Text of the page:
Shunt Resistance

Significant power losses caused by the presence of a shunt resistance, RSH, are typically due to manufacturing defects, rather than poor solar cell design. Low shunt resistance causes power losses in solar cells by providing an alternate current path for the light-generated current. Such a diversion reduces the amount of current flowing through the solar cell junction and reduces the voltage from the solar cell. The effect of a shunt resistance is particularly severe at low light levels, since there will be less light-generated current. The loss of this current to the shunt therefore has a larger impact. In addition, at lower voltages where the effective resistance of the solar cell is high, the impact of a resistance in parallel is large.

circuit diagram of a solar cell including the shunt resistance

Circuit diagram of a solar cell including the shunt resistance.

The equation for a solar cell in presence of a shunt resistance is:

I= I L I 0 exp[ qV nkT ] V R SH

where: I is the cell output current, IL is the light generated current, V is the voltage across the cell terminals, T is the temperature, q and k are constants, n is the ideality factor, and RSH is the cell shunt resistance.

The effect of a low shunt resistance is shown in the animation below.



The effect of shunt resistance on fill factor in a solar cell. The area of the solar cell is 1 cm2, the cell series resistance is zero, temperature is 300 K, and I0 is 1 x 10-12 A/cm2. Click on the graph for numerical data.

An estimate for the value of the shunt resistance of a solar cell can be determined from the slope of the IV curve near the short-circuit current point.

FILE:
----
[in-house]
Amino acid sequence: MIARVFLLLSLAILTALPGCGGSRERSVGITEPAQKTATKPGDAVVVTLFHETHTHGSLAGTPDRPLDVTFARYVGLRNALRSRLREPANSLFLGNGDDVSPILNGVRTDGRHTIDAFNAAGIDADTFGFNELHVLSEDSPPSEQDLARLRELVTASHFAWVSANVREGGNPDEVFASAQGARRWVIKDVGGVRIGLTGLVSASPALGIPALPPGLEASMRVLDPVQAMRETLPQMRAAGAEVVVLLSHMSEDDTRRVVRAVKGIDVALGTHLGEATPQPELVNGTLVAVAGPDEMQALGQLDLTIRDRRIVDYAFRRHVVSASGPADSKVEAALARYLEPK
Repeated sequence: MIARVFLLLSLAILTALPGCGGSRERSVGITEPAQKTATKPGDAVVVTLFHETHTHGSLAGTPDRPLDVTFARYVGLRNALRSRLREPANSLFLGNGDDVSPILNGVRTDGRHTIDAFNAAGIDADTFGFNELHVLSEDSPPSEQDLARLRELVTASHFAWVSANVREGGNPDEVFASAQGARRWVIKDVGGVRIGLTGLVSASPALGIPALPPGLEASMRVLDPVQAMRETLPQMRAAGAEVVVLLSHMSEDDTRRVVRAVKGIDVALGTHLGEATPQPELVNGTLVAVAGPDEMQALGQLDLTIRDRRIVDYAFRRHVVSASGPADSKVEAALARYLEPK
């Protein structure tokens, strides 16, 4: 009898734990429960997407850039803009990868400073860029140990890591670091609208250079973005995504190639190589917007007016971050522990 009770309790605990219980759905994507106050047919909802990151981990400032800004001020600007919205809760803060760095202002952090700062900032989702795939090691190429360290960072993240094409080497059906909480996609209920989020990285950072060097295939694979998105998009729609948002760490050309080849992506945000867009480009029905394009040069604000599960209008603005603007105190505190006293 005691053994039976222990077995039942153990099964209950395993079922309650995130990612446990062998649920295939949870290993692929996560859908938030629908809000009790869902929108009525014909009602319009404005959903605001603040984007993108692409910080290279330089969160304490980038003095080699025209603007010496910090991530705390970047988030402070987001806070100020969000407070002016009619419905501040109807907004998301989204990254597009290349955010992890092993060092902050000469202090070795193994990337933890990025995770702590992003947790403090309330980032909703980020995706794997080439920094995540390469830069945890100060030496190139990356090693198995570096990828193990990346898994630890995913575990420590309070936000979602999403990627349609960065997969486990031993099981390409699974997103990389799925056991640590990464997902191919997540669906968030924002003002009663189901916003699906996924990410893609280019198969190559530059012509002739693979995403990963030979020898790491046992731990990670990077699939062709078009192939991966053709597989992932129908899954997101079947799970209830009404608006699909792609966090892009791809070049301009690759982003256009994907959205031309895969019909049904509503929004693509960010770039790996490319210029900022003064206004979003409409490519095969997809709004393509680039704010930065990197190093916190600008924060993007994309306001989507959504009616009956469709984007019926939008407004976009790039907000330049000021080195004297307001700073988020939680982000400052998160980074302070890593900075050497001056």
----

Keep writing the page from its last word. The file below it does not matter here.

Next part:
The impact of the shunt resistance on the fill factor can be calculated in a manner similar to that used to find the impact of series resistance on fill factor. The maximum power may be approximated as the power in the absence of shunt resistance, minus the power lost in the shunt resistance. The equation for the maximum power from a solar cell then becomes;

P MP ' V MP I MP V MP 2 R Sh = V MP I MP ( 1 V MP I MP 1 R SH   )= P MP ( 1 V OC I SC 1 R SH )

$$P_{M P}^{\prime}=P_{M P}\left(1-\frac{R_{C H}}{R_{S}}\right)$$

Defining a normalized shunt resistance as;

$$r_{S H}=\frac{R_{S H}}{R_{C H}}$$

Assuming that the open-circuit voltage and short-circuit current are not affected by the shunt resistance allows the impact of shunt resistance on FF to be determined as;

$$P_{M P}^{\prime}=P_{M P}\left(1-\frac{1}{r_{S H}}\right)$$

$$V_{O C}^{\prime} I_{S C}^{\prime} F F^{\prime}=V_{O C} I_{S C} F F\left(1-\frac{1}{r_{S H}}\right)$$

In the above equation FF, the fill factor which is not affected by shunt resistance is denoted by FF0 and FF' is called FFSH. The equation then becomes;

An empirical equation, which is slightly more accurate for the relationship between FF0 and FFSH is;

which is valid for rsh > 0.4.

The following calculator determines the effect of Rsh on the solar cell fill factor. Typical values for area-normalized shunt resistance are in the MΩcm2 range for laboratory type solar cells, and 1000 Ωcm2 for commercial solar cells.

Shunt Resistance Calculator